My first drypoint, etching with aquatint post college. This became the beginning to my series of pseudo-mythical creatures I created as collagraphs. It will always have a soft spot in my heart. I felt so honored to have been selected to donate an impression of this to a fundraiser through the American Red Cross in NYC for tsunami relief in Japan. It was so cool seeing my work hung on an art gallery wall in NYC!
A portion of my mile and half walk to Parsons School of Design (part of my alma mater, The New School in New York City) in Union Square was through Madison Square Park. I loved winding through this park, early Saturday mornings, schlepping my printmaking supplies, while listening to my music. Quite often I would cross paths with a very furry white dog. At first, I didn’t make much of it, as there is a little dog run in this park. But as I kept seeing this white dog and other similar white beasts, I found myself recalling a dream I had as a child:
A white wolf seemingly beckoned to me. It was not in a friendly, warm way. I remember clearly his fangs. Yet, I knew not to be fearful. He paced in front of our white garage, waiting for me to exit our house and follow him. I will never forget the white wolf.
And thus, I became inspired to create a wolf-like collagraph. It would be my second attempt at an organic, uniquely shaped collagraph plate (therefore not just a 9″x12″ rectangle, for instance) The first unusual collagraph plate was my cut out tree (see below. More on that another time!).
I felt incredibly excited to work on my idea. One night, shorty after falling asleep, I lightly stirred, partially awaking with the vision of adding a wing to the wolf. I rolled over, embracing the winged wolf and eventually fell back to seep. I set out as soon as I could to begin creating these collagraph plates.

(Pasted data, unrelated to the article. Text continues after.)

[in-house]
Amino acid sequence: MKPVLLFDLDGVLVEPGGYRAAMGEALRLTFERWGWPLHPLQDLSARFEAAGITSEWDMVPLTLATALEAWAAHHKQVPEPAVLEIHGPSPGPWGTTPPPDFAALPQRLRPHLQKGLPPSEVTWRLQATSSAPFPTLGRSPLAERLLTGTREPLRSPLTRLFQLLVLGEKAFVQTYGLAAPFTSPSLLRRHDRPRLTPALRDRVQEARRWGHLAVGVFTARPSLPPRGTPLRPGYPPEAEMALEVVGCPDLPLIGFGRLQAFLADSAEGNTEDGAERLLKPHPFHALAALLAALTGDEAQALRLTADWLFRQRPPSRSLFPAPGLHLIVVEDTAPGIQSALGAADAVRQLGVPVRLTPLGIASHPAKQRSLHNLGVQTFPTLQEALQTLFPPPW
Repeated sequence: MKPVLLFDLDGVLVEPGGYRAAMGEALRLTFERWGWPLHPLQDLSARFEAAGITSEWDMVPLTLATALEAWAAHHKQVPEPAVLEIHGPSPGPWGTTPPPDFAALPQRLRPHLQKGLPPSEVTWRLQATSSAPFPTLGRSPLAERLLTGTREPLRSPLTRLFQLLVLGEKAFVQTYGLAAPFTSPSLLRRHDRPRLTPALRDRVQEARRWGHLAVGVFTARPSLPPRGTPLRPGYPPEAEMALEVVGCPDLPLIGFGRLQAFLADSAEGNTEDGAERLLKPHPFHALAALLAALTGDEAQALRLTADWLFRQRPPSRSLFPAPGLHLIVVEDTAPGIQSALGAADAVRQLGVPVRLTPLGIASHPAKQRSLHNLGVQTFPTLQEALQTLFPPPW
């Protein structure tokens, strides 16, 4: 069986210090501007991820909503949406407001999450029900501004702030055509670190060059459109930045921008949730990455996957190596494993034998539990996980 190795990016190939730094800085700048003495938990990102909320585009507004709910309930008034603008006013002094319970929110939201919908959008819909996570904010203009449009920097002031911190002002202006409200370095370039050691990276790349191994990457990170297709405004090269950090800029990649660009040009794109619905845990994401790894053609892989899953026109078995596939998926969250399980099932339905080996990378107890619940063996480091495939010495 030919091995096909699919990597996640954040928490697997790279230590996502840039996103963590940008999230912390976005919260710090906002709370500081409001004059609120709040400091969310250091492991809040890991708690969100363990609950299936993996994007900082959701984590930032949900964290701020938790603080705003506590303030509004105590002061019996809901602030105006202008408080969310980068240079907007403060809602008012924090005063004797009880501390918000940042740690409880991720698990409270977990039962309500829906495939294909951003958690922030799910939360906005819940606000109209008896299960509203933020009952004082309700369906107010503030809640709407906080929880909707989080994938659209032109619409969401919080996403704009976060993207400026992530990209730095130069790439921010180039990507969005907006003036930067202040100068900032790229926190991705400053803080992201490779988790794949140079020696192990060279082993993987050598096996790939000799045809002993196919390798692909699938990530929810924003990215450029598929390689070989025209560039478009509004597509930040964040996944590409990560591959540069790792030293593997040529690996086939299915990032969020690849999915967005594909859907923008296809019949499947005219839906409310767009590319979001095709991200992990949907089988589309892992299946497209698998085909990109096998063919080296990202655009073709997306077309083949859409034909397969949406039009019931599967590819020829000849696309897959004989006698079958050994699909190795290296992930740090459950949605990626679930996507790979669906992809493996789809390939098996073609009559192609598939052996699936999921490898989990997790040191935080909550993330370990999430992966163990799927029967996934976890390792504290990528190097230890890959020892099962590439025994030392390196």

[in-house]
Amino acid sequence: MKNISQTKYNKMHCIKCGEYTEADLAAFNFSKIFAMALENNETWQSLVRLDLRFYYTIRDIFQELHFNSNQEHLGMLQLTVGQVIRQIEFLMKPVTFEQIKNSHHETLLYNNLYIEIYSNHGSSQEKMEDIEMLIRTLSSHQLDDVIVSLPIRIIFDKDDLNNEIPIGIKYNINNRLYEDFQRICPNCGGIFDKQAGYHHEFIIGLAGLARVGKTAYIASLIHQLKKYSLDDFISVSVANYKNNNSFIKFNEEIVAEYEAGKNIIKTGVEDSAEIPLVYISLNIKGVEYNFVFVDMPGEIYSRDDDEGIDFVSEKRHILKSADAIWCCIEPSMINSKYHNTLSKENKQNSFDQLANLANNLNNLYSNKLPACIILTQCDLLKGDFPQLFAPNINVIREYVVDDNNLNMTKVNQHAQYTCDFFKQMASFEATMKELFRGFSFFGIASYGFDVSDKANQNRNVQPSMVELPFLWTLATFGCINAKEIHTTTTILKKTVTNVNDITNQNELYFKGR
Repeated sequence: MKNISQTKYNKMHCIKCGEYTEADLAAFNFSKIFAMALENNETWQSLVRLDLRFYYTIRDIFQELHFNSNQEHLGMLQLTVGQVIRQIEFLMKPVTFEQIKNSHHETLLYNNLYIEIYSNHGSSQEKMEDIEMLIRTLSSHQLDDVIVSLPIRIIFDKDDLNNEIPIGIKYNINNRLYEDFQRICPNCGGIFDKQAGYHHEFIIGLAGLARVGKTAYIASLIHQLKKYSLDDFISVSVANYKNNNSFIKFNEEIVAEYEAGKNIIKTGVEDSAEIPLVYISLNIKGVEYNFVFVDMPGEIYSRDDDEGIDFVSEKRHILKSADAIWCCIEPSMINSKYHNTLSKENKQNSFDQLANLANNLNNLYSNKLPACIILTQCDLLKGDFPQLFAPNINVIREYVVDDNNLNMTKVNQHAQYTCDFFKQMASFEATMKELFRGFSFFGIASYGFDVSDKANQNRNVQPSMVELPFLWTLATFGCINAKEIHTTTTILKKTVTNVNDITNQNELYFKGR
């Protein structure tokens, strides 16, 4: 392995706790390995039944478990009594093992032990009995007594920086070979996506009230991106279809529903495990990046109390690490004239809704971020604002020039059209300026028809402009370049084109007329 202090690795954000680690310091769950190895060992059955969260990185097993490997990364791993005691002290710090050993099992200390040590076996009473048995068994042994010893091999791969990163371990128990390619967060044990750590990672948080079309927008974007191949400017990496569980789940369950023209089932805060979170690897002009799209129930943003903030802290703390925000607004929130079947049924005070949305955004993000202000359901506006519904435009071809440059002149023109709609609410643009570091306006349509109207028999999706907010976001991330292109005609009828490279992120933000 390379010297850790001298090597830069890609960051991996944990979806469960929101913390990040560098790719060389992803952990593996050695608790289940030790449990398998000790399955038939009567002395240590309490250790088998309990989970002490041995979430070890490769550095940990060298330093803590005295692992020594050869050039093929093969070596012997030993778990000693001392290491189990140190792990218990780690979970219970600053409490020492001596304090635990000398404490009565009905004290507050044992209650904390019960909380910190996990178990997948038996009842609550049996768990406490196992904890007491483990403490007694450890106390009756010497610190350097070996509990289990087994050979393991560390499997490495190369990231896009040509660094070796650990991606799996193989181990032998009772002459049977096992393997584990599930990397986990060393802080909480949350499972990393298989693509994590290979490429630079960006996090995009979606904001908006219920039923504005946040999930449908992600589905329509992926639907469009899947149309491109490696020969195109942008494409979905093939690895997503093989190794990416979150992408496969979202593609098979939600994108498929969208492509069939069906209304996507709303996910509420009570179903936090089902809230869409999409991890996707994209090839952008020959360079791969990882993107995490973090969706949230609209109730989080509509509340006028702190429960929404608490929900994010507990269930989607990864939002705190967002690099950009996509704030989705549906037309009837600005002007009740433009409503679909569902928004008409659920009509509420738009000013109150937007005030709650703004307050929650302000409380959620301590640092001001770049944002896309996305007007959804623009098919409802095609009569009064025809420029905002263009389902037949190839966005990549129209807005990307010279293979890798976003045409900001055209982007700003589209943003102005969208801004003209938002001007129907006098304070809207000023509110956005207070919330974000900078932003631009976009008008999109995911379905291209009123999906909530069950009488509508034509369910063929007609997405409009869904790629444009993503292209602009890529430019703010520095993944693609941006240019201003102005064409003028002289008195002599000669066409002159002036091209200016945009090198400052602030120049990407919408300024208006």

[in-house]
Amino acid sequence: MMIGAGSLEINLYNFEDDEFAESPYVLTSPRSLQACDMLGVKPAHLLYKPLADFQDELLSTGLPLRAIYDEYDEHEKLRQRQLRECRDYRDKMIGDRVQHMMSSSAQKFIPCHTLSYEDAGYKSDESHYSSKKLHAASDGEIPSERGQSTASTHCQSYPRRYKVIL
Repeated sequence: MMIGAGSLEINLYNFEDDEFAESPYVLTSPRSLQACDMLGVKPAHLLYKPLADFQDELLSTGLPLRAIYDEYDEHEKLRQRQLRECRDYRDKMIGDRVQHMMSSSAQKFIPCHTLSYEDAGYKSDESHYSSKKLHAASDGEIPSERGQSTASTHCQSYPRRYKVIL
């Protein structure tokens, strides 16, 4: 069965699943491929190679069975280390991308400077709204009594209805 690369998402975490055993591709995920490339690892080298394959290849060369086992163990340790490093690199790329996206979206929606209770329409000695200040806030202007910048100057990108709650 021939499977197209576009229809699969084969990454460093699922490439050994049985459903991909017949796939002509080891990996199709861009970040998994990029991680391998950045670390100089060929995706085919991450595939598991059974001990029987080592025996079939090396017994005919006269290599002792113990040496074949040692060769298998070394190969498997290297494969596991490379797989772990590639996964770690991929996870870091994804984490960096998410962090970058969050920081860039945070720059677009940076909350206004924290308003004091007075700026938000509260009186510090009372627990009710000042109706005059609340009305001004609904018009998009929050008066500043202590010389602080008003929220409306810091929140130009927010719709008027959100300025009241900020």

As seen in these two photos, my first impression of “Fox in Flight” went fine enough. He was actually a bit difficult to ink. I used various sized wood blocks, wrapped with masking tape (sticky side up) to help keep him in place as I both inked and wiped him. Unlike inking and wiping a “heavy” zinc or copper plate, my collagraph plates are rather light therefore, without mounting them, I wouldn’t have been able to prepare them for the press. The process itself of inking and wiping the plate always felt invigorating and very personal. I often felt as though I was truly bonding with the plate, learning how much ink to smooth on and which areas would need extra attention while wiping the ink. It was quite meditative and I always appreciated my instructor playing Classical music in the background.
I was happy with the initial impression, but felt he needed some reworking. I trekked home with the fresh impression and my plates, to tackle adding more textures to my wolf inspired beast.
I realize this piece was based on my calling from a white wolf, yet I’d named it “Fox in Flight.” Well, he just ended up looking more like a fox. Looking back, maybe it was disrespectful of me, but I now feel it only gives me the opportunity to make more wolf inspired art. Because I do very much still feel a need to do just that.